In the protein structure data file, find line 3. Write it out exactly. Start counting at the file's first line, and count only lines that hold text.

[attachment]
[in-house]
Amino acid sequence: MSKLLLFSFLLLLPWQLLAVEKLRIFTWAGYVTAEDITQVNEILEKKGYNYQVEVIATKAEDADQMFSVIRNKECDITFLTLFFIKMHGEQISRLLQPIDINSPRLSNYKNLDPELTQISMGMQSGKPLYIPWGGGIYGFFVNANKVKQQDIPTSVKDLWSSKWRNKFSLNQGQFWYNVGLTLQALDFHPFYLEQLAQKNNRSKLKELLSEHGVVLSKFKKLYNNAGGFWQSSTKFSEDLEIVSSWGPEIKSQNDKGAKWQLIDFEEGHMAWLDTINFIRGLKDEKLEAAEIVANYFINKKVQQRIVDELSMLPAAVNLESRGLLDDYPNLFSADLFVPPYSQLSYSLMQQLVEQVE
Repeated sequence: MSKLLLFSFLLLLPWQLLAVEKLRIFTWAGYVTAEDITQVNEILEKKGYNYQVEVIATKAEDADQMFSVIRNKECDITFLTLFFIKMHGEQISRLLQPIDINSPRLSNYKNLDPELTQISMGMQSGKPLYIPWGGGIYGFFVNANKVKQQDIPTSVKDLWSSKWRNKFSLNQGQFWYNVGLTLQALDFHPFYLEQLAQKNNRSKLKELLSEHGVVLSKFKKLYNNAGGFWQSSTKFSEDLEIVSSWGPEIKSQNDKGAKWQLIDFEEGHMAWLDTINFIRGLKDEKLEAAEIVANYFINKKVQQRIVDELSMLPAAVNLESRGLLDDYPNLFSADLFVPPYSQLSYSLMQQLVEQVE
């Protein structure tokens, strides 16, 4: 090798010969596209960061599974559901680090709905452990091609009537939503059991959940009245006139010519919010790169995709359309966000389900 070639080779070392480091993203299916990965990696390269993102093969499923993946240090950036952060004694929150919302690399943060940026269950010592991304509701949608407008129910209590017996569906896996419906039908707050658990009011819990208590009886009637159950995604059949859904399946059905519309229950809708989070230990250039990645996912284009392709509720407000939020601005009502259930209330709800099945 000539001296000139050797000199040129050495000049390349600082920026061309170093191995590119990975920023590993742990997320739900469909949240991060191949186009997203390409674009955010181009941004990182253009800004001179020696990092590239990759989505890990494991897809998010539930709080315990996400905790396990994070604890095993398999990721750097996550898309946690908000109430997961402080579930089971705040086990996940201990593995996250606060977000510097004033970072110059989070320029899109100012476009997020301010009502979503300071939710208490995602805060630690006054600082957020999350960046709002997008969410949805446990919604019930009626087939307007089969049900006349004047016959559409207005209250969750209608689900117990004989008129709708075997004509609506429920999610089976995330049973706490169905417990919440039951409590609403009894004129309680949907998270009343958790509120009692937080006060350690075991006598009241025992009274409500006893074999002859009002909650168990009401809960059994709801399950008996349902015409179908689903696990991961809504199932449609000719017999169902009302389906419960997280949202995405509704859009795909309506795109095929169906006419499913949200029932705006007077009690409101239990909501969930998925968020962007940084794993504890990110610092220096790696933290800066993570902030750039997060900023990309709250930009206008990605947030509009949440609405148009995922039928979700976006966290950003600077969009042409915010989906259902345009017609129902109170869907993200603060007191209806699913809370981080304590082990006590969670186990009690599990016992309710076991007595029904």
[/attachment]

Repeated sequence: MSKLLLFSFLLLLPWQLLAVEKLRIFTWAGYVTAEDITQVNEILEKKGYNYQVEVIATKAEDADQMFSVIRNKECDITFLTLFFIKMHGEQISRLLQPIDINSPRLSNYKNLDPELTQISMGMQSGKPLYIPWGGGIYGFFVNANKVKQQDIPTSVKDLWSSKWRNKFSLNQGQFWYNVGLTLQALDFHPFYLEQLAQKNNRSKLKELLSEHGVVLSKFKKLYNNAGGFWQSSTKFSEDLEIVSSWGPEIKSQNDKGAKWQLIDFEEGHMAWLDTINFIRGLKDEKLEAAEIVANYFINKKVQQRIVDELSMLPAAVNLESRGLLDDYPNLFSADLFVPPYSQLSYSLMQQLVEQVE